The other common theme is war, most especially “The World War”. The stories are somewhere between later reflections on the horrors of the trenches, and the stories of “Let’s get ’em! hurry up it’ll be over by christmas (notice we don’t say what christmas)!” that appeared during the conflict. So whilst the stories still provide the right amount of thrilling adventure and characters devoted to duty and doing everything they can to fight the enemy so long as they have breath in thier body, the tales still muse on the horrible toll, and the fact that not all of your friends, or you, will ever return home. Which if you ask me is the perfect balance – because if you want realism, go outside.

As an aside, just look at the picture below, taken from the very last complete story in the book – wouldn’t look out of place in Charley’s War, would it?

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A final oft-seen theme in the book, primarily in serial form, is the boarding school story. This was, after all, the age of the Magnet and Gem. No obvious Charles Hamilton spotted… but he had his hands full writing for the Magnet, Gem, Penny Popular and who knows what else each week. So i doubt there is any.

Another interesting thing that appeared in the 1907 volume is this fold-out coloured plate, that was just tucked in near the back. It appears to be from the Boys’ Own Paper? I might frame it one day, even with that crease.

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Christmas Comic Covers

As everybody else is doing it, here are some assorted covers of christmas issues from my collection. Most of the suff i had to hand is in bound volumes, so these are photos. Though i suppose i could properly scan the Victor’s at a later date (when/if i have that strange thing called “free time”).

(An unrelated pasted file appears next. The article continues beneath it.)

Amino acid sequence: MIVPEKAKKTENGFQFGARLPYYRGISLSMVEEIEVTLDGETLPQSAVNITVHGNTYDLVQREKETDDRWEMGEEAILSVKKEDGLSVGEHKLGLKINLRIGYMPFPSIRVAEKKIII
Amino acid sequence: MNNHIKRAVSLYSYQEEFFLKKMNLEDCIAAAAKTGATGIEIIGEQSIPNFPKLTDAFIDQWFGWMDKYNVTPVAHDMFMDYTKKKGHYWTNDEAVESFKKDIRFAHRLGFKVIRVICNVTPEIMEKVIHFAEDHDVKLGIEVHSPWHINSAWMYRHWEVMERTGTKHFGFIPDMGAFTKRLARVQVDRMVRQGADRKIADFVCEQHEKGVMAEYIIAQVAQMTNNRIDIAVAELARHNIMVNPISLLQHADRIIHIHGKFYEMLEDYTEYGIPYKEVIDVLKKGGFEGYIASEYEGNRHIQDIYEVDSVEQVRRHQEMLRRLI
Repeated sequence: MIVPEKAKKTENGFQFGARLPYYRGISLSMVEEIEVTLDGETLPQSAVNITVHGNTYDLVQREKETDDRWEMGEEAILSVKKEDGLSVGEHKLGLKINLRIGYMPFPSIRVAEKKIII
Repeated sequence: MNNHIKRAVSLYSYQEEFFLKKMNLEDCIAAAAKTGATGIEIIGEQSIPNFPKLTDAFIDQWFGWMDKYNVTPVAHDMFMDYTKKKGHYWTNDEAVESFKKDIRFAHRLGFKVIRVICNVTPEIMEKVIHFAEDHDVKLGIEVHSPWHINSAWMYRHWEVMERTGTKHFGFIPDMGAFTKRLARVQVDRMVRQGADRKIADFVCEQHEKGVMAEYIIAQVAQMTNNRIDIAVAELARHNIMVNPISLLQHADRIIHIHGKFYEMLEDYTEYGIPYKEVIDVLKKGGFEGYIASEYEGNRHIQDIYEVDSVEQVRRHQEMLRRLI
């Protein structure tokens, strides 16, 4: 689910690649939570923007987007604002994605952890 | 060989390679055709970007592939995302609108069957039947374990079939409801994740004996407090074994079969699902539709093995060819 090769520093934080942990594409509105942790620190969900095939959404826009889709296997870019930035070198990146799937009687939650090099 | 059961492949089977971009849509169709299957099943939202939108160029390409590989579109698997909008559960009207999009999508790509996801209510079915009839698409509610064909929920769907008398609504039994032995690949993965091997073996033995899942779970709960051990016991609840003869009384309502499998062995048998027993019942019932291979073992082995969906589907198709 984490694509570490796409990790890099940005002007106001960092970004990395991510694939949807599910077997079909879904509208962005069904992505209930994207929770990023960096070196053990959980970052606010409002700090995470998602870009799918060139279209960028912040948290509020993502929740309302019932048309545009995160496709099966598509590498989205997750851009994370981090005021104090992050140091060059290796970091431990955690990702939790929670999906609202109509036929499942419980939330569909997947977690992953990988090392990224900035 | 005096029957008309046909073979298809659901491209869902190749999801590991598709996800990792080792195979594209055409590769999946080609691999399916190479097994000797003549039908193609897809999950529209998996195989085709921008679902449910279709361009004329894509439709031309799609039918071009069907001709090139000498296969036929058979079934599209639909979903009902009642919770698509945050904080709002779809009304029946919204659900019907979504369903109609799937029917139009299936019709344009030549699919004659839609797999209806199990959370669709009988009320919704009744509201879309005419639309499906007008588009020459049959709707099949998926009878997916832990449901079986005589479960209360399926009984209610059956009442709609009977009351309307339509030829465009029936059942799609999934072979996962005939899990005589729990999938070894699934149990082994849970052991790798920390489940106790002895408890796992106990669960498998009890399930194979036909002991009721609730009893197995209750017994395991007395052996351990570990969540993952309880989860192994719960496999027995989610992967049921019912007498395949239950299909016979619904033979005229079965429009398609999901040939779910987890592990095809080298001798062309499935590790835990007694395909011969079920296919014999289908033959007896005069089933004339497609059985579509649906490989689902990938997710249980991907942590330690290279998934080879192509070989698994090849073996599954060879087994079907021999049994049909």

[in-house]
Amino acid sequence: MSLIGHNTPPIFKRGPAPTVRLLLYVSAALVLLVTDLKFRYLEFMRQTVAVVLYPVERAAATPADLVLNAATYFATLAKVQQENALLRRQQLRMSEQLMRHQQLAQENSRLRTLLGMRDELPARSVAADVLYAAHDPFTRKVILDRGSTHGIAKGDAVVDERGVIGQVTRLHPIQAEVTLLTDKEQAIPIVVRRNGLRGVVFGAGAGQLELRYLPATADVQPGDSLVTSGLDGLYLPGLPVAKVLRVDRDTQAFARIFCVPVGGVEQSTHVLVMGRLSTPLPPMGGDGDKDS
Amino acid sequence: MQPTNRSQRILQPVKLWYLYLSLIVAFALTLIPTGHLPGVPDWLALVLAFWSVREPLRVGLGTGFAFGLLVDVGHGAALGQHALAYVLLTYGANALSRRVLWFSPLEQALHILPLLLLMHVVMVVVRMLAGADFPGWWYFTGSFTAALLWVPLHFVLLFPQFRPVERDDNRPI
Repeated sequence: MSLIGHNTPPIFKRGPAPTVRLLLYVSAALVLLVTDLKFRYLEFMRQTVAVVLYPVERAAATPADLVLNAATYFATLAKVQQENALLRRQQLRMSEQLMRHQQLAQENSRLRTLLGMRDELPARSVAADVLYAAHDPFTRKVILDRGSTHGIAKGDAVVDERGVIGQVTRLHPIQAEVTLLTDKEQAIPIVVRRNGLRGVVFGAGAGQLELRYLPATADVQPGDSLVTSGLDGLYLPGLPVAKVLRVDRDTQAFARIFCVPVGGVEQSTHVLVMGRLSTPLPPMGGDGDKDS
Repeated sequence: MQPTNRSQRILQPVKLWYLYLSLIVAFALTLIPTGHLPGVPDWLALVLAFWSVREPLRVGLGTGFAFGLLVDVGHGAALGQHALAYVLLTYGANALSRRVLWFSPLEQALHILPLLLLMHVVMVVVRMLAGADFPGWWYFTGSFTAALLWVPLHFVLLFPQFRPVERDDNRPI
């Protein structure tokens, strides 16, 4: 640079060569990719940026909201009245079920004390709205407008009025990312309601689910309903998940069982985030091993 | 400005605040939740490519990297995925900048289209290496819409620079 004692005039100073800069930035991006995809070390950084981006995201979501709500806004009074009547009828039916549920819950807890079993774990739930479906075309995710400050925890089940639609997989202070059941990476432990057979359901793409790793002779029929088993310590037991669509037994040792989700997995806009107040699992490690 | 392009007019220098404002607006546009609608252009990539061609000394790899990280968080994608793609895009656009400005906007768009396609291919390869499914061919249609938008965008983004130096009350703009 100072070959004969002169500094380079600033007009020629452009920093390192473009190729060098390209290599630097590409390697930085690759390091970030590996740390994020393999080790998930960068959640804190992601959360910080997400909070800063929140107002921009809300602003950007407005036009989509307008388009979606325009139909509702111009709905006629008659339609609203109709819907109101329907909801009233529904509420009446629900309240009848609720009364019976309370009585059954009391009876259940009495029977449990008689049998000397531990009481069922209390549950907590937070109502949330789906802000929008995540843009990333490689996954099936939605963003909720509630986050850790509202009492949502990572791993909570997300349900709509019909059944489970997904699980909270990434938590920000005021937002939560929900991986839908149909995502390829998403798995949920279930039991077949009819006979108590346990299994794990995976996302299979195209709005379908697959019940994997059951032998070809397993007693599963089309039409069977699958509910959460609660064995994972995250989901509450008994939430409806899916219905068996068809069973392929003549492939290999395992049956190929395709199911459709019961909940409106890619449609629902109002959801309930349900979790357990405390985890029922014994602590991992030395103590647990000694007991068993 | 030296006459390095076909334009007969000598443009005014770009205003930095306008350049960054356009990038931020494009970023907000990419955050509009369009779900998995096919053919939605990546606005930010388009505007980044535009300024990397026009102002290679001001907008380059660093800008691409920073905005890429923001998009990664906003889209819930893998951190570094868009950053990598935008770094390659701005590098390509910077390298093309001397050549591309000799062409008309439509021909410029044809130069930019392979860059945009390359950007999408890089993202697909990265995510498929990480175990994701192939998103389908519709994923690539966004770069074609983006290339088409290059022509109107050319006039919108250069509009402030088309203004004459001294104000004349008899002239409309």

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The Union Jack Christmas Double Number 1906. This is actually the first page, as when this volume was bound the covers were removed, seemingly a common practice with these old papers. The story is, as ever, a Sexton Blake tale, seemingly revolving around a VC-winning soldier now being literally “left out in the cold” and appealing to an old officer for help. I intend to read this one on Christmas Day this year, and a review will eventually appear in the UJ Index blog.

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1925 now, and Sexton Blake is still going strong in his golden era. The UJ by this time had colour covers, and was entirely crime-and-punishment related (the 1906 issue also contained a serial story set in the Zulu wars), containing a “detective supplement” with real-world crime information. The serial stories and “Tinker’s Notebook” feature were also firmly rooted in the world of detection. Nirvana was, if i remember the sextonblake.co.uk site correctly, a friend of Tinker’s whom he had known before he became Sexton Blake’s assistant.

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Back to 1906 now, this is an issue of Chums, a storypaper published by Cassel & Co. A company which also published the New Penny Magazine (a 1901 “volume” of which i recently bought, and which contains many fascinating articles). This paper is a curious size, being slightly under the tabloid size used in the Boy’s Friend, but still bigger than the “average” (if the huge variety of sizes in use at that time allows for such a word to be used!) comic. Aside from christmas wishes along the top, and a message in the editorial section within, there’s not a great deal to distinguish this issue. Unlike some publications which featured the traditional snow on the logo…